Well, tax shelters include not just ISAs, but also SIPPs (and others as well, but ISAs and SIPPs are the two types that most people can open). It's only when your investments are not in any of them that they become subject to CGT - it doesn't specifically have to be an ISA. And the 4 x CGT allowance rule isn't a maximum on how much you're allowed to trade, it's just a requirement for you to complete more paperwork (or its online equivalent) if you go over it. What is stopping you from going over it is your distaste for that paperwork, not the rule itself. By the way, I do think it's a very understandable distaste, and I'd probably let my similar distaste hold me back from going over the 4 x CGT allowance limit as well if I didn't usually need to complete SA108 anyway for other reasons! Gengulphus
Outwith an ISA there's most certainly a x4 CGT max before the Tax office requires one to fill out a sa108, it's the reason I went into a Share dealing ISA.
To the best of my knowledge there are no HMRC restrictions on the number trades in any given year. It may be possible that the provider may impose a limit but unlikly given they make their money from trade commission.
Would you please offer an opinion on the following question: Having put ones maximum annual allowable amount into a Share dealing ISA is there any restrictions on the number of buy & sells one can carry out with that ISA during the financial year? I ask because prior to having a Share Dealing ISA I had to limit the value of my total sells to a max of 4 x the CGT amount for that year or fill out a SA108.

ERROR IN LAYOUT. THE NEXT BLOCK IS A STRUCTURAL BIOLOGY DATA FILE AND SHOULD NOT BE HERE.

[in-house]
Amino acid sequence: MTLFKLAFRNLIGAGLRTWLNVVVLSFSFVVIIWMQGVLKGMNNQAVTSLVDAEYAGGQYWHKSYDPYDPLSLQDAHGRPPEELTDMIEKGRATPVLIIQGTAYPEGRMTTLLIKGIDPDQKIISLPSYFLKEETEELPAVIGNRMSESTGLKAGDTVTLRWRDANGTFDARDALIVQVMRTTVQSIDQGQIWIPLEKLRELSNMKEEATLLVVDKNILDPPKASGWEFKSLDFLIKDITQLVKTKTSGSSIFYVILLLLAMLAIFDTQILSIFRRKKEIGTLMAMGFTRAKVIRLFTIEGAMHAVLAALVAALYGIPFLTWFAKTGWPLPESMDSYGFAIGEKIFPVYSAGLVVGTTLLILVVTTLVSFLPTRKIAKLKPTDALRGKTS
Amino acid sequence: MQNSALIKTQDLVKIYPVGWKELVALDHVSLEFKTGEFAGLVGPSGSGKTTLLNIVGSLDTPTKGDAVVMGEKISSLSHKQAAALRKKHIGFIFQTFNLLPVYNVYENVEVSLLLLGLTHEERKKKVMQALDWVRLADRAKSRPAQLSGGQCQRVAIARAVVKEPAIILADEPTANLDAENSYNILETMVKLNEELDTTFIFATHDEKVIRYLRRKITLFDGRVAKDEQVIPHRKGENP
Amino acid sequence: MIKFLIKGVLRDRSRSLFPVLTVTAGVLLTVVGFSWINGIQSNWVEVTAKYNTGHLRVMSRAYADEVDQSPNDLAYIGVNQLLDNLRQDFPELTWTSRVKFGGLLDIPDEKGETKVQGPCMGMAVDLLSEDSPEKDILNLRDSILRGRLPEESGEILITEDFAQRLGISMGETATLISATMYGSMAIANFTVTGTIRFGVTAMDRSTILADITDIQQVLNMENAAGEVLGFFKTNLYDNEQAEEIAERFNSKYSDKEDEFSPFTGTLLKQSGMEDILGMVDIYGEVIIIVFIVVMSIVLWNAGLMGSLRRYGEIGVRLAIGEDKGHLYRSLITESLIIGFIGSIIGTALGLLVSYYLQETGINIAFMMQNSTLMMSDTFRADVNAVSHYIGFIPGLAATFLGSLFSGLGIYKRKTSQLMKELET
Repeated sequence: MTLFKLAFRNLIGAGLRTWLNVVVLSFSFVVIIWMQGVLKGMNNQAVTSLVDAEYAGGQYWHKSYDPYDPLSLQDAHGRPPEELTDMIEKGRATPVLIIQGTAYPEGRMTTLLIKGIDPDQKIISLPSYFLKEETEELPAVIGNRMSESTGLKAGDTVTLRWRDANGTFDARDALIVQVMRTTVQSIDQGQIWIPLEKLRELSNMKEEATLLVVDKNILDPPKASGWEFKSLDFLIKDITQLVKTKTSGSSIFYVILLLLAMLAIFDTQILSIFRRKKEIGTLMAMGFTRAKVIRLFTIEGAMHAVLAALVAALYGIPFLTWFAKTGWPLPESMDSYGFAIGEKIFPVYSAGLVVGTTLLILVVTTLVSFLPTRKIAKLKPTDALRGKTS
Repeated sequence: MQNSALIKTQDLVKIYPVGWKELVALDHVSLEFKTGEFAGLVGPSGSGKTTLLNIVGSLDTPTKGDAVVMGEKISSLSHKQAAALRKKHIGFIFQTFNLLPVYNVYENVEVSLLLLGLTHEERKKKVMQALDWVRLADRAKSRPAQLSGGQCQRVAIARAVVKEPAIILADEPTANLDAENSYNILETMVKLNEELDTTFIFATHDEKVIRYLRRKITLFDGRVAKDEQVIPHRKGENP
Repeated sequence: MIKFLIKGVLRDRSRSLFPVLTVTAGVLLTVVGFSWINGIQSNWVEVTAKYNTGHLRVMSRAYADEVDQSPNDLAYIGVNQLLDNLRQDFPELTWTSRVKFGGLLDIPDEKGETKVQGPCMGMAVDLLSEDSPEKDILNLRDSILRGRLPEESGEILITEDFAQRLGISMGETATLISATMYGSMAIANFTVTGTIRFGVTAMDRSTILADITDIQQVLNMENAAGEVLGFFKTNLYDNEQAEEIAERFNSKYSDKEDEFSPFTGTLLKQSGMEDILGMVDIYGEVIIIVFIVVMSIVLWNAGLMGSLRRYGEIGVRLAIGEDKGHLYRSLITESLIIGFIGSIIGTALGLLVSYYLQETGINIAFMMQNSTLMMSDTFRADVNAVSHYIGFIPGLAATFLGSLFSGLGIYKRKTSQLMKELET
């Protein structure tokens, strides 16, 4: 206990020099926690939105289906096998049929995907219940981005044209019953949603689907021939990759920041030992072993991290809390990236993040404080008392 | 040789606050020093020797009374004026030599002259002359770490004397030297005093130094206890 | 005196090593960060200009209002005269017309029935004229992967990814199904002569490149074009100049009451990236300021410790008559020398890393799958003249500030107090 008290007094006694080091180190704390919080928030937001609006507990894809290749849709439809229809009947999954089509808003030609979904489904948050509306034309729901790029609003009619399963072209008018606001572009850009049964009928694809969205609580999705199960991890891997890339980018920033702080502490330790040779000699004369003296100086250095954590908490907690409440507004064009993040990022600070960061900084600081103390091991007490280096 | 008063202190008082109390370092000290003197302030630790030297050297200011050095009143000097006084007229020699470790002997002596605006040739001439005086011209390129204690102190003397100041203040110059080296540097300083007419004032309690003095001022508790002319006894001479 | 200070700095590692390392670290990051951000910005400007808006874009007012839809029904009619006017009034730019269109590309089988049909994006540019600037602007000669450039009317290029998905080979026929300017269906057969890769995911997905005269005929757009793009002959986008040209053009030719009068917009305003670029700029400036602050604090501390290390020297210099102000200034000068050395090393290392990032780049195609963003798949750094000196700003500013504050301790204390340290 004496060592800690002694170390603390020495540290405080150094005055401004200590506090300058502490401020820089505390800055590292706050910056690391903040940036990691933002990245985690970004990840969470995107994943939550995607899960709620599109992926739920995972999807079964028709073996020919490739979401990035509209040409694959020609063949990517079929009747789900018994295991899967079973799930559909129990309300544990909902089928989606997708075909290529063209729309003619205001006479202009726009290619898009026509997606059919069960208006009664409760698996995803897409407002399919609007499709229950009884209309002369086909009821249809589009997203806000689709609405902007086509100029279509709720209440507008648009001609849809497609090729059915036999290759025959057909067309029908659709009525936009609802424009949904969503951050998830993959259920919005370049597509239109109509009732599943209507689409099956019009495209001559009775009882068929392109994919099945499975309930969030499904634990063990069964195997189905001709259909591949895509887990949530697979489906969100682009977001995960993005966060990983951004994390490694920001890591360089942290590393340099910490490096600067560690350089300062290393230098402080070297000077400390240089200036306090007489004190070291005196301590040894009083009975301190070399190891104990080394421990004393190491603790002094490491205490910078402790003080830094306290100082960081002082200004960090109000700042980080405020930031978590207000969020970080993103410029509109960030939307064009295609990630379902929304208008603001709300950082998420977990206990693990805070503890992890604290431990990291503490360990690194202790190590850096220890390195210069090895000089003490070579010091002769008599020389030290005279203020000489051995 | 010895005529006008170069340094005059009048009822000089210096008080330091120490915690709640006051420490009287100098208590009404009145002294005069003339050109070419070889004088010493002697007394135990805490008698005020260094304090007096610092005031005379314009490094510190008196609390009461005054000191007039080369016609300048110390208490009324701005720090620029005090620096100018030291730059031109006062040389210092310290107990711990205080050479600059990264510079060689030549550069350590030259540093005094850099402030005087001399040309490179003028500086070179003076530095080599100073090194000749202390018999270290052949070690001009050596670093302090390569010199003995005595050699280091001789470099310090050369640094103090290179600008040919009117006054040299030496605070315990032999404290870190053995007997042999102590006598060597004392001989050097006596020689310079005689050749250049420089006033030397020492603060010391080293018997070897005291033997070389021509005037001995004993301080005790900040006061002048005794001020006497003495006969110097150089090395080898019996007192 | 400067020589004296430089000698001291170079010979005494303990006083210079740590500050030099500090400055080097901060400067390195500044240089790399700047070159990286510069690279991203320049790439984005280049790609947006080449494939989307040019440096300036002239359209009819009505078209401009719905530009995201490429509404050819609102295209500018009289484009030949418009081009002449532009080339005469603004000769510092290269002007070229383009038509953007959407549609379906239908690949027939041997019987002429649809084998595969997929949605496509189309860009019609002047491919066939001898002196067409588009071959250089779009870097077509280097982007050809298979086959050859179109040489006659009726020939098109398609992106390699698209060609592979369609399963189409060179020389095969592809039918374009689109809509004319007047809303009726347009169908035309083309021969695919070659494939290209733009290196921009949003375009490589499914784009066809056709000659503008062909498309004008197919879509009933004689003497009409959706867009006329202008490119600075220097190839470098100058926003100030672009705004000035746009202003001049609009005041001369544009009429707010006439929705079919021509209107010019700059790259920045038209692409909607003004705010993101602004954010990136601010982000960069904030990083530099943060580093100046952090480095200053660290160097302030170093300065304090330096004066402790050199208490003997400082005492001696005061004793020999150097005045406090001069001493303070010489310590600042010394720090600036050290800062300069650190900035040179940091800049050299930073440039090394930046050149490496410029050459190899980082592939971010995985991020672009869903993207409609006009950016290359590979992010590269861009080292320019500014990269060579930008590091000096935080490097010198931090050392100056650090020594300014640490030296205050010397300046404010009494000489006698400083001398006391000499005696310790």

finkwot, Incidentally, what counts as "enhancement costs" for a shareholding, or does that only apply to other types of asset? I think that if one takes up a rights issue, one's payment of the subscription counts as an "enhancement cost" (which looking at HMRC's CGT worksheet, I should probably more properly have called an "improvement cost"). I've never seen HMRC say explicitly that it is one, but they're quite clear that it doesn't count as an extra acquisition, which can be relevant for the 30-day rule: if you sell shares on e.g. May 1st and then subscribe to a May 15th rights issue, the new shares you get from subscribing to the rights don't get matched to the sale. Specifically, their helpsheet is quite explicit about the facts that rights issue are share reorganisations, that share reorganisations don't count as acquisitions, and that the same-day rules and 30-day rules don't apply to share reorganisations. It also says that one should add the amount subscribed to the cost of the original shares, and gives an example (example 4) showing this being done at the date of the rights issue (*), not the date of the original purchase or anything like that (which almost certainly couldn't be made to make sense anyway in complex cases, given all the things that might have happened since the original purchase). Anyway, that treatment of a rights issue subscription seems to me to be entirely consistent with the general treatment of improvement costs, and subscribing to rights is actually technically a matter of improving them from being 'nil paid' to being 'fully paid'. So I'm quite happy to treat rights issue subscriptions as improvement costs to the shareholding - but I can't say that HMRC have said that that's the right classification of them, nor that they've said any other classification is the right one. I'm quite happy to declare to them that the resulting tax returns are "complete and correct to the best of my knowledge and belief" - but the words "and belief" are definitely an important aspect of that! (*) Though somewhat annoyingly, they're not clear about exactly which date it is. There are at least four different dates that it could be: the date the company becomes committed to the rights issue (which might either be the date it is announced or a later date when it ceases to be subject to shareholder approval and/or other conditions), the date the rights are split off from the shares (i.e. the shares go ex-rights and the rights come into existence), the date the shareholder actually commits to paying the subscription, and the date the rights issue closes. They're typically spread over at least a few weeks, and while the inapplicability of the same-day and 30-day rules makes the exact date much less likely to be important, it can still be so if it affects whether a share sale took place before or after the additions to the numbers of shares in and cost of the Section 104 pool. I think the answer is that it's the date the rights are split off from the shares - but that's only because on detailed consideration of a quite a few hypothetical situations, it's the date that produces the most sensible (IMHO) results, not because I've found anything HMRC have said officially about the answer. But I'm not confident about that answer, since producing sensible results is by no means an infallible guide to questions about tax rules. So what I do in practice is give that date in my CGT computations, but carefully avoid making sales on the range of dates around a rights issue where the answer would make a difference to the CGT computations. I.e. the worst I get wrong in the computations is a date that is not the date of any capital gain/loss, not the amounts or dates of any gains/losses. HMRC have never questioned me about any such dates, by the way, but I read very little into that, because the fact that CGT computations can be submitted in any format one feels appropriate very strongly suggests that they're only looked at by humans, not computers, and thus that they'll only be looked at at all if HMRC happens to pick one's tax return out for detailed examination by a human. There's definitely a nonzero chance of that happening, as HMRC pick some tax returns for detailed examination completely randomly - but their limited manpower means that it must be a pretty low chance. Gengulphus